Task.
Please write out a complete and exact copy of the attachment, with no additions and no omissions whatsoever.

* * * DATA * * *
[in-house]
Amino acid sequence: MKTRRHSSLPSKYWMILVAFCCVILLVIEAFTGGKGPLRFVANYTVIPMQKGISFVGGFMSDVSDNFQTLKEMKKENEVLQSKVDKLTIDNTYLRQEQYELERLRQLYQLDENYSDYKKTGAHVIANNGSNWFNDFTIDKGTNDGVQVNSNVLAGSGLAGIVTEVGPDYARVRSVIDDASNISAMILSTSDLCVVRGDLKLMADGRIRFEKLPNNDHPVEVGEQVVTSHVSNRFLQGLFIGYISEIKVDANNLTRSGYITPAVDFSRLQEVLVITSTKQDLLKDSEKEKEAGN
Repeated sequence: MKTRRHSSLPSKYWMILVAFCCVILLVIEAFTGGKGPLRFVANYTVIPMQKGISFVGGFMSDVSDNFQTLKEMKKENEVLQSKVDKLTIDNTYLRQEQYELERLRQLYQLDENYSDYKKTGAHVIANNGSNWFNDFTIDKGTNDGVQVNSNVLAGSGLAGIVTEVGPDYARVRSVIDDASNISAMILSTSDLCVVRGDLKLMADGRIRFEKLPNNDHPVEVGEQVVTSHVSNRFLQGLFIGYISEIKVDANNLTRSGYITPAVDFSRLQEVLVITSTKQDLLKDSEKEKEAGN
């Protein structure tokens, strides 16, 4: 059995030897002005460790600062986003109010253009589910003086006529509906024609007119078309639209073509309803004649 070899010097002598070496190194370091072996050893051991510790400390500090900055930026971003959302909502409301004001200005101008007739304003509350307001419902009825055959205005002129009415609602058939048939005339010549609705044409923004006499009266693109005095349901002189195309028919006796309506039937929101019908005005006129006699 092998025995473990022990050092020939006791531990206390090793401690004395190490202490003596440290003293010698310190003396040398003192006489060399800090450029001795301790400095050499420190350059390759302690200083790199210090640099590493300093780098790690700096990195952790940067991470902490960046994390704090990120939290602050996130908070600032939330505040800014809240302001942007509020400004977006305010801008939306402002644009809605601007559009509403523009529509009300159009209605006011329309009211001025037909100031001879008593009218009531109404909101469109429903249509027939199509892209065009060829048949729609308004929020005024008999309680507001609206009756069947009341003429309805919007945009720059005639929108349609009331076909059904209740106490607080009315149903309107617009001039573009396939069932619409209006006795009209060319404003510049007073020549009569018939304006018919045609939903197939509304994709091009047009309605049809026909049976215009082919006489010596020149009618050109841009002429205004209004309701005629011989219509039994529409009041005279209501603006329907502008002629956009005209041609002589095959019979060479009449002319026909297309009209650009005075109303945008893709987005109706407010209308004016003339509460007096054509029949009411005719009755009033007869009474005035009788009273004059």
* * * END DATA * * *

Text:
[in-house]
Amino acid sequence: MKTRRHSSLPSKYWMILVAFCCVILLVIEAFTGGKGPLRFVANYTVIPMQKGISFVGGFMSDVSDNFQTLKEMKKENEVLQSKVDKLTIDNTYLRQEQYELERLRQLYQLDENYSDYKKTGAHVIANNGSNWFNDFTIDKGTNDGVQVNSNVLAGSGLAGIVTEVGPDYARVRSVIDDASNISAMILSTSDLCVVRGDLKLMADGRIRFEKLPNNDHPVEVGEQVVTSHVSNRFLQGLFIGYISEIKVDANNLTRSGYITPAVDFSRLQEVLVITSTKQDLLKDSEKEKEAGN
Repeated sequence: MKTRRHSSLPSKYWMILVAFCCVILLVIEAFTGGKGPLRFVANYTVIPMQKGISFVGGFMSDVSDNFQTLKEMKKENEVLQSKVDKLTIDNTYLRQEQYELERLRQLYQLDENYSDYKKTGAHVIANNGSNWFNDFTIDKGTNDGVQVNSNVLAGSGLAGIVTEVGPDYARVRSVIDDASNISAMILSTSDLCVVRGDLKLMADGRIRFEKLPNNDHPVEVGEQVVTSHVSNRFLQGLFIGYISEIKVDANNLTRSGYITPAVDFSRLQEVLVITSTKQDLLKDSEKEKEAGN
């Protein structure tokens, strides 16, 4: 059995030897002005460790600062986003109010253009589910003086006529509906024609007119078309639209073509309803004649 070899010097002598070496190194370091072996050893051991510790400390500090900055930026971003959302909502409301004001200005101008007739304003509350307001419902009825055959205005002129009415609602058939048939005339010549609705044409923004006499009266693109005095349901002189195309028919006796309506039937929101019908005005006129006699 092998025995473990022990050092020939006791531990206390090793401690004395190490202490003596440290003293010698310190003396040398003192006489060399800090450029001795301790400095050499420190350059390759302690200083790199210090640099590493300093780098790690700096990195952790940067991470902490960046994390704090990120939290602050996130908070600032939330505040800014809240302001942007509020400004977006305010801008939306402002644009809605601007559009509403523009529509009300159009209605006011329309009211001025037909100031001879008593009218009531109404909101469109429903249509027939199509892209065009060829048949729609308004929020005024008999309680507001609206009756069947009341003429309805919007945009720059005639929108349609009331076909059904209740106490607080009315149903309107617009001039573009396939069932619409209006006795009209060319404003510049007073020549009569018939304006018919045609939903197939509304994709091009047009309605049809026909049976215009082919006489010596020149009618050109841009002429205004209004309701005629011989219509039994529409009041005279209501603006329907502008002629956009005209041609002589095959019979060479009449002319026909297309009209650009005075109303945008893709987005109706407010209308004016003339509460007096054509029949009411005719009755009033007869009474005035009788009273004059």